Today is my father’s birthday.
With me living so far away, the times we spent this day together have been far and few between. I can’t be there today, but I’m planning a visit to Pennsylvania next month. (Hopefully – between camp, braces and volleyball practice!)
My dad is a very special man. He was my first love. He’s my biggest fan and strongest supporter. Somehow he can always make things seem better, even when they are looking bleak. We’ll go for weeks with phone conversations that go like this:
Ring, ring. “Hello.” (Somehow I always know it’s him before he says hello.)
“Hi. Let me get your mom. Love you.”
Then I’l call one day, mom will be out, and we’ll talk for an hour.
I’m not very good at remembering birthdays or anniversaries (even my own). Since marrying Paul, I’ve lived in “vacation land” of one sort of another, so I’ve leaned toward experiential birthday presents – a boat trip, whale watching, an airplane ride. In recent years that’s been hard to do – it’s been a while since Dad’s been this far north. If you listen to him tell the story, I live in the arctic tundra where the mail is delivered by dog sled.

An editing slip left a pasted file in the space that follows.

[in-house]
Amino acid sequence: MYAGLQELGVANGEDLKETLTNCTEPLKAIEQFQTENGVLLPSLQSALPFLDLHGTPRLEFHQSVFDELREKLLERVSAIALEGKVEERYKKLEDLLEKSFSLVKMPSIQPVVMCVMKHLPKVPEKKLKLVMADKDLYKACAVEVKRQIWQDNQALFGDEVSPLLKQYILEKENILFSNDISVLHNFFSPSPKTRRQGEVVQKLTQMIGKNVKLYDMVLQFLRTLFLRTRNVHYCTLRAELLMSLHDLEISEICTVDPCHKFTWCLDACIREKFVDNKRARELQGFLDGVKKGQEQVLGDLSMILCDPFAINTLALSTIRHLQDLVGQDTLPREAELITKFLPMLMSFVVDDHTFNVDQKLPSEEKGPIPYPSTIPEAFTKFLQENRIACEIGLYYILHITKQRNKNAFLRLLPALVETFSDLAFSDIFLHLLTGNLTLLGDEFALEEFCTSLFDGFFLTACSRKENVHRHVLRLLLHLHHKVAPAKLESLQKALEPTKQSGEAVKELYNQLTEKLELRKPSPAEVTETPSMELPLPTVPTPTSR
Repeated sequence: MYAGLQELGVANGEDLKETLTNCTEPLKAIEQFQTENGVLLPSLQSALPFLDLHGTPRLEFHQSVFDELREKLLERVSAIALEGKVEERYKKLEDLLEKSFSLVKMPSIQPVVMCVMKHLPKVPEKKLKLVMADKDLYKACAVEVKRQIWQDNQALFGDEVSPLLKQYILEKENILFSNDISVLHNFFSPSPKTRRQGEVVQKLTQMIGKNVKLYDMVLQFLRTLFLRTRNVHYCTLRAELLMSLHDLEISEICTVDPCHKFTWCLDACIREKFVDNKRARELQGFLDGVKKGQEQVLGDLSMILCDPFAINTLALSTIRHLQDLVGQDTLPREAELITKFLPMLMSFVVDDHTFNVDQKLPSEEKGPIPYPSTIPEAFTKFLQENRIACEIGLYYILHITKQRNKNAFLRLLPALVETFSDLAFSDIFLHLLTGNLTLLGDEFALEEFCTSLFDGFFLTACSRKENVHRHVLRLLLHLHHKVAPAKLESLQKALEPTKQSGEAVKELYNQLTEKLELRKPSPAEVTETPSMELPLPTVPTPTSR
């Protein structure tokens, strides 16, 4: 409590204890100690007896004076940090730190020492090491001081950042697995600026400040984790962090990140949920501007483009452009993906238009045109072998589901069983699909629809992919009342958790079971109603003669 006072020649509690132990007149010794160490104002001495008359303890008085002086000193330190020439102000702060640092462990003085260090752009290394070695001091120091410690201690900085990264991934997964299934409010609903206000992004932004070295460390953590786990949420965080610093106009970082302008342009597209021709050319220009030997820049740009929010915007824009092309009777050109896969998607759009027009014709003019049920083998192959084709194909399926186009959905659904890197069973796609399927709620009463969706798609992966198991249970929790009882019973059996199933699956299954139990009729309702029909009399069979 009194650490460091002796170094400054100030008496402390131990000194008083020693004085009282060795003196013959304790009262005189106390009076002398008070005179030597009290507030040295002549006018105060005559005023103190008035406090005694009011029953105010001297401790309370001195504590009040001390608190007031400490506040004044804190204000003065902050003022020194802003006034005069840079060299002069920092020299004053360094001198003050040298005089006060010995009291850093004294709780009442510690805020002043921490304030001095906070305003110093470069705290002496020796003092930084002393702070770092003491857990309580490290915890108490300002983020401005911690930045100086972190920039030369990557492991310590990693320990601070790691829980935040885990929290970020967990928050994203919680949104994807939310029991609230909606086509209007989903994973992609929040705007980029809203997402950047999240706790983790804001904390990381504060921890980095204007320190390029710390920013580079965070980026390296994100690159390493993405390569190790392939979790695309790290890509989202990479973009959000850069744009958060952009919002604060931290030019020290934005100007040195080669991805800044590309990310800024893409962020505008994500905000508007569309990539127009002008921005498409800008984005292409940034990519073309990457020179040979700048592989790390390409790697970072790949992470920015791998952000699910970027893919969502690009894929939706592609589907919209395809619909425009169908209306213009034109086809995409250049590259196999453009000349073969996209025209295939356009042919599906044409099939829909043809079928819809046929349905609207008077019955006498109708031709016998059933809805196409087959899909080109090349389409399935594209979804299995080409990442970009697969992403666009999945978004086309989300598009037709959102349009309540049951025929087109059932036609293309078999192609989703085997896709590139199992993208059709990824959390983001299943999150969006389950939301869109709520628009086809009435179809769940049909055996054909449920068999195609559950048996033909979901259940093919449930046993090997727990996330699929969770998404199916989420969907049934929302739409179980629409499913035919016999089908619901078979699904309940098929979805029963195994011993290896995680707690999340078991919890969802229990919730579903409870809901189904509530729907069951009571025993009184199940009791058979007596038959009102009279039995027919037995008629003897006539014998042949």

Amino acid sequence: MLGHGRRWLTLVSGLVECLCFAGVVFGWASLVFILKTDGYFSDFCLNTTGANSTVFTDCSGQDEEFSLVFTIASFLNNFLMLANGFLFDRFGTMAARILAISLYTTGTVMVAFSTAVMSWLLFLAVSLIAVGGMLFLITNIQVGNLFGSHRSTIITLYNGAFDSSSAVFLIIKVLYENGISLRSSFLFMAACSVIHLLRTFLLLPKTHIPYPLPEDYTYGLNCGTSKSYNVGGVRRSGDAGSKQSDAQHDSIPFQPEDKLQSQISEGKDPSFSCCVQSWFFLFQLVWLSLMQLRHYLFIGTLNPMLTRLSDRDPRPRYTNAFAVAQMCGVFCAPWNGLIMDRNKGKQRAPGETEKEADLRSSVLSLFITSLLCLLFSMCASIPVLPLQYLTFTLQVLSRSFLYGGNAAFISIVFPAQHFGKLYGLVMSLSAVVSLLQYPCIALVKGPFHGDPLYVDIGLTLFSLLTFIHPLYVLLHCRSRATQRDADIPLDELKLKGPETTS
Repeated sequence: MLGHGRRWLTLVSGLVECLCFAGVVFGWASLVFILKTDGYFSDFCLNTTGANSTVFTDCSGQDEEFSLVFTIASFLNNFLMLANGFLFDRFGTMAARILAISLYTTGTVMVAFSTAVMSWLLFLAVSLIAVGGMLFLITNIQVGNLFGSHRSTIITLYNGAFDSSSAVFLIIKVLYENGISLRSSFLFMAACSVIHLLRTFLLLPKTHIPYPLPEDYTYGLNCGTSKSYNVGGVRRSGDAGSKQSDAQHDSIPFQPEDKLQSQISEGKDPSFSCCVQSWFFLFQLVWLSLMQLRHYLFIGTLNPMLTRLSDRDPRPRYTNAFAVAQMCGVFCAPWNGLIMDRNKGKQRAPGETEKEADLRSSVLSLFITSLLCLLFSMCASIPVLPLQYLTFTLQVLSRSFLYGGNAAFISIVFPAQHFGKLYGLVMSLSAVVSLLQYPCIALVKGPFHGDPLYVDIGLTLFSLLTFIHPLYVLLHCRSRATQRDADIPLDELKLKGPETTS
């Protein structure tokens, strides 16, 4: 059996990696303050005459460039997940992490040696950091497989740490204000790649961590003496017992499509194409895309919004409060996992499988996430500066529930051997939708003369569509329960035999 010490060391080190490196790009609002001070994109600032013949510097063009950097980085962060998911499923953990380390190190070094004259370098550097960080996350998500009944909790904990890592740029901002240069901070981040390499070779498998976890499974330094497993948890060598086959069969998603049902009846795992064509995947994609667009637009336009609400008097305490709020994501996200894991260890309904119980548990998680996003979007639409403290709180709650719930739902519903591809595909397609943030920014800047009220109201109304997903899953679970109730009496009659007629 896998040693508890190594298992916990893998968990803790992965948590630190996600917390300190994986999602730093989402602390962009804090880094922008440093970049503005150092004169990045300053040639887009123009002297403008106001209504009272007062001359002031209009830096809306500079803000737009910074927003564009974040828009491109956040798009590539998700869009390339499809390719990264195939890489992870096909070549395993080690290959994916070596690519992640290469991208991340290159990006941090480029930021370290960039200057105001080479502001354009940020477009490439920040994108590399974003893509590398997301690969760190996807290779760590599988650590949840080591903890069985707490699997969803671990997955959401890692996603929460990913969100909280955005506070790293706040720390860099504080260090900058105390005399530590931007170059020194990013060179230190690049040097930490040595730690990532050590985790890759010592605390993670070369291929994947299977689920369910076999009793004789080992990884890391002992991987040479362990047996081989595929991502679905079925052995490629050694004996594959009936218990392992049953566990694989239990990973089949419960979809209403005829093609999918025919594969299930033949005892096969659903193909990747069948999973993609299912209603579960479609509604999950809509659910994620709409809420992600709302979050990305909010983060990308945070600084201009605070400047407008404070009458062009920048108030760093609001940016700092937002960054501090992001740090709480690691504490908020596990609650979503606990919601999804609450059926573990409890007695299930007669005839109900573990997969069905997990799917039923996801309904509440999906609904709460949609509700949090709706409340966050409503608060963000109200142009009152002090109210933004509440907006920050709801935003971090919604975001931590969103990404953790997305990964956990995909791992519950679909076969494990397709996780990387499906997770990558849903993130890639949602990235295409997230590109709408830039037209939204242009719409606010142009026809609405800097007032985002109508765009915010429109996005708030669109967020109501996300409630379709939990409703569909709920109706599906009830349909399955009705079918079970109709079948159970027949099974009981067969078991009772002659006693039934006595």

With my anniversary on the horizon, I recall one of Dad’s most memorable birthdays. In my mind.
Paul and I lived on Cape Cod when we married in 1997. The Wednesday before the wedding, I gifted Dad with a glider ride over the Cape for his birthday. Dad was an aviation major at Norwich University, although his military career took him in another direction, so I was pretty pleased with this gift idea. I even paid the instructor a little extra for some acrobatic maneuvers.
From all accounts, he had a fantastic time.
Later that night, we called 911 for an ambulance when Dad complained of chest pains. (Three days before the wedding!) He joked with the EMTs as he made his way to the ambulance under his own steam. He spent the night at the hospital while they ran tests and compared EKG results with those from his home doctor. By the next morning, when all the tests looked good, the doctor sat down with Dad and started looking at things from a different perspective. What had he been doing lately? Anything out of the ordinary?
Dad said, “Well, my daughter sent me up in a glider for my birthday. We did a few acrobatic maneuvers. Maybe pulled a few Gs.”
The doctor said, “Pulled Gs? How many Gs?”
“Oh, maybe 4?”
“At 61 you’re flying around pulling 4 Gs? You my friend, have muscle strain,” the doctor concluded, and released him.
So, no Gs for Dad this year, but I hope he knows that I’m with him in spirit!
Happy Birthday, Dad!